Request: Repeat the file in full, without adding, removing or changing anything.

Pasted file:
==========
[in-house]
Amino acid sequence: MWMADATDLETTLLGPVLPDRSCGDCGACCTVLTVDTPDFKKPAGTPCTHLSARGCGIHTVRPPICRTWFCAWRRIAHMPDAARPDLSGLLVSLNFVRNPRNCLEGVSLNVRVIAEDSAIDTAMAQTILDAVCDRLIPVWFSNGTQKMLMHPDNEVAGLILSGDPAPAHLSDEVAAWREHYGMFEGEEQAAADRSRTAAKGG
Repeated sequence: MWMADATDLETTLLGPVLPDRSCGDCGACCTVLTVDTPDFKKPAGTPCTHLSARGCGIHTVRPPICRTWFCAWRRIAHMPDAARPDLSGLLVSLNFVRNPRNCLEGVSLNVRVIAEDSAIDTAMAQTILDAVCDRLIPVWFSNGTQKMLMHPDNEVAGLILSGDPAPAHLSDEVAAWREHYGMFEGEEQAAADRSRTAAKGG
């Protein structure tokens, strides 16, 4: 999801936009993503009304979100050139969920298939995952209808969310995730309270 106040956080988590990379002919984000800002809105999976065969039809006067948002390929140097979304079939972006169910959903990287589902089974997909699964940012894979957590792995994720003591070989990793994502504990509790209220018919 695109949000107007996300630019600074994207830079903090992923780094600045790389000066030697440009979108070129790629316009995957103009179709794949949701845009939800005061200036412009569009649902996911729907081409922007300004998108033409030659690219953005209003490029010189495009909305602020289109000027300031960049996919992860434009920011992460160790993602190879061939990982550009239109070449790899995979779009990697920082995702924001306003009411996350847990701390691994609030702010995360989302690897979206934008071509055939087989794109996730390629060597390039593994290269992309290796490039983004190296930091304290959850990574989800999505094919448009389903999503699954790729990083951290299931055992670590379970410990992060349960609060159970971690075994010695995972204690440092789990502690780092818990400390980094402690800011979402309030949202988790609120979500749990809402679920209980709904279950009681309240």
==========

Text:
[in-house]
Amino acid sequence: MWMADATDLETTLLGPVLPDRSCGDCGACCTVLTVDTPDFKKPAGTPCTHLSARGCGIHTVRPPICRTWFCAWRRIAHMPDAARPDLSGLLVSLNFVRNPRNCLEGVSLNVRVIAEDSAIDTAMAQTILDAVCDRLIPVWFSNGTQKMLMHPDNEVAGLILSGDPAPAHLSDEVAAWREHYGMFEGEEQAAADRSRTAAKGG
Repeated sequence: MWMADATDLETTLLGPVLPDRSCGDCGACCTVLTVDTPDFKKPAGTPCTHLSARGCGIHTVRPPICRTWFCAWRRIAHMPDAARPDLSGLLVSLNFVRNPRNCLEGVSLNVRVIAEDSAIDTAMAQTILDAVCDRLIPVWFSNGTQKMLMHPDNEVAGLILSGDPAPAHLSDEVAAWREHYGMFEGEEQAAADRSRTAAKGG
């Protein structure tokens, strides 16, 4: 999801936009993503009304979100050139969920298939995952209808969310995730309270 106040956080988590990379002919984000800002809105999976065969039809006067948002390929140097979304079939972006169910959903990287589902089974997909699964940012894979957590792995994720003591070989990793994502504990509790209220018919 695109949000107007996300630019600074994207830079903090992923780094600045790389000066030697440009979108070129790629316009995957103009179709794949949701845009939800005061200036412009569009649902996911729907081409922007300004998108033409030659690219953005209003490029010189495009909305602020289109000027300031960049996919992860434009920011992460160790993602190879061939990982550009239109070449790899995979779009990697920082995702924001306003009411996350847990701390691994609030702010995360989302690897979206934008071509055939087989794109996730390629060597390039593994290269992309290796490039983004190296930091304290959850990574989800999505094919448009389903999503699954790729990083951290299931055992670590379970410990992060349960609060159970971690075994010695995972204690440092789990502690780092818990400390980094402690800011979402309030949202988790609120979500749990809402679920209980709904279950009681309240």